I’ve just returned from my regional music therapy conference, held in Rosemont, Illinois. We got home earlier today, and I went to see clients this afternoon. Surprisingly, I’m tired.
I attended a number of fascinating presentations, but the most immediately applicable in terms of functional knowledge that I employed even today was the CMTE (continuing education) course on clinical improvisation. Of course we spent time developing our technical knowledge of modes and how to easily access them on piano (among myriad other techniques), but what I found the most useful, confusing, and encouraging was the time we spent translating our goals into music-centered goals. In other words, how, in the music, would we clinicians know a goal has been met? How would the music achieve the goal? How would the accomplishment sound? Music therapy cannot be compared to any other therapy, because the music in music therapy is an entity and a language all in itself.
One of the conversations had in this course was surrounding music therapists’ definitions of our work, especially when we’re describing our work to someone who assumes we are music teachers. “Music therapy uses music to achieve non-musical goals” is a succinct and often-used way to speak about our therapy, but is it really accurate? Why do the goals we address have to be “non-musical?” How can we own the music in music therapy?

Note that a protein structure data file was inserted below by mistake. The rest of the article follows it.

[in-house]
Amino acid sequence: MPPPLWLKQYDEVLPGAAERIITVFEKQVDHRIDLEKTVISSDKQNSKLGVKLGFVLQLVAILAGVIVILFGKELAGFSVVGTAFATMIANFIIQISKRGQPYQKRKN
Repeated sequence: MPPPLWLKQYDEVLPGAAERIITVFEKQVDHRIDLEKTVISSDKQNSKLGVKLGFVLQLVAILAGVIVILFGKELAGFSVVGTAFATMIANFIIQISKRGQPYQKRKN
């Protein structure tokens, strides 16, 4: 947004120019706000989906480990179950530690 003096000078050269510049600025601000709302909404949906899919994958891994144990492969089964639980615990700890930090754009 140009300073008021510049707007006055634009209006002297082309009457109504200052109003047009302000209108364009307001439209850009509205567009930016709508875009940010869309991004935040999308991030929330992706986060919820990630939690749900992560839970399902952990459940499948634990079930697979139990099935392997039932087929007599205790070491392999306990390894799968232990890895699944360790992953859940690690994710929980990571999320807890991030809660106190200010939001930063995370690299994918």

What are your thoughts? I would love to continue this conversation.
I love this work I get to do.
I love that one of my clients came up and hugged me today, when he’s never done that before.
I love that I always feel full of life when I go to a particular day center.
I love that sometimes my face hurts at the end of the day from smiling so much, sometimes out of joy or happiness, but mostly out of fulfillment.
I love this work I get to do.
What about you?
I’ve been looking at Kenneth Bruscia’s Defining Music Therapy (second edition) over the past few days in order to research a little for a project a colleague of mine and I are doing. I am, again, struck by how lovely vision (and clarity of said vision) can be. For more than a year, I’ve been transitioning into and therefore learning about another way of practicing music therapy. Should you happen to own this particular Bruscia book, I’m specifically interested in pages 116 and 117. Page 116 lists some of the clinical goals of improvisation:
- Establish a nonverbal channel of communication, and a bridge to verbal communication
- Provide a fulfilling means of self-expression and identity formation
- Explore various aspects of self in relation to others
- Develop the capacity for interpersonal intimacy
- Develop group skills
- Develop creativity, expressive freedom, spontaneity, and playfulness with various degrees of structure
- Stimulate and develop the senses